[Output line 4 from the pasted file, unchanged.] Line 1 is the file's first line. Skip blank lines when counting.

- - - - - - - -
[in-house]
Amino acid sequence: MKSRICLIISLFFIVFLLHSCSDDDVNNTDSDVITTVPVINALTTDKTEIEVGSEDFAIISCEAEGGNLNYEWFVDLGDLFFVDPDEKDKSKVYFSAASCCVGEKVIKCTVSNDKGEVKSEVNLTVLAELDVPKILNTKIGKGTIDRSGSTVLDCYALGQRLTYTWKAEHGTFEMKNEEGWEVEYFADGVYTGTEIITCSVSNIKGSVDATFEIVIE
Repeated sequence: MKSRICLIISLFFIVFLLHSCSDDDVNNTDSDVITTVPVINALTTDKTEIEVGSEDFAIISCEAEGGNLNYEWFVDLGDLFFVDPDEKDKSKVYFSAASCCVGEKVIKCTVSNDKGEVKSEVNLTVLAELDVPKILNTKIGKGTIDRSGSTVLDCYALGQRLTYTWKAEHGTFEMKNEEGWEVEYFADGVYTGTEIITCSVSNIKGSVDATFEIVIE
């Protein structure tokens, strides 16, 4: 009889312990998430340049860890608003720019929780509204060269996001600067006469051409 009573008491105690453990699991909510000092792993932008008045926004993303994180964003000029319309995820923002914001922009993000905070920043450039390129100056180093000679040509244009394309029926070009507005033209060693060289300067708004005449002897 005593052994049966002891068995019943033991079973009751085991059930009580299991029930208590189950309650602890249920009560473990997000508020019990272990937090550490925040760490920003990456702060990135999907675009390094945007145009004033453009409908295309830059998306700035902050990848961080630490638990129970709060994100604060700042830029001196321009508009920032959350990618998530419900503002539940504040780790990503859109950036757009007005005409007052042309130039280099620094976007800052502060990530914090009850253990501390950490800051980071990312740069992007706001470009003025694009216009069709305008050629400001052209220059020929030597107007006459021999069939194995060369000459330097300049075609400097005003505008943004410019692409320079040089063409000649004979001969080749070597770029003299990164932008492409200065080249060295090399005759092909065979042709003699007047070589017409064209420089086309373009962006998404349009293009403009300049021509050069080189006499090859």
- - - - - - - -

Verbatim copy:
């Protein structure tokens, strides 16, 4: 009889312990998430340049860890608003720019929780509204060269996001600067006469051409 009573008491105690453990699991909510000092792993932008008045926004993303994180964003000029319309995820923002914001922009993000905070920043450039390129100056180093000679040509244009394309029926070009507005033209060693060289300067708004005449002897 005593052994049966002891068995019943033991079973009751085991059930009580299991029930208590189950309650602890249920009560473990997000508020019990272990937090550490925040760490920003990456702060990135999907675009390094945007145009004033453009409908295309830059998306700035902050990848961080630490638990129970709060994100604060700042830029001196321009508009920032959350990618998530419900503002539940504040780790990503859109950036757009007005005409007052042309130039280099620094976007800052502060990530914090009850253990501390950490800051980071990312740069992007706001470009003025694009216009069709305008050629400001052209220059020929030597107007006459021999069939194995060369000459330097300049075609400097005003505008943004410019692409320079040089063409000649004979001969080749070597770029003299990164932008492409200065080249060295090399005759092909065979042709003699007047070589017409064209420089086309373009962006998404349009293009403009300049021509050069080189006499090859």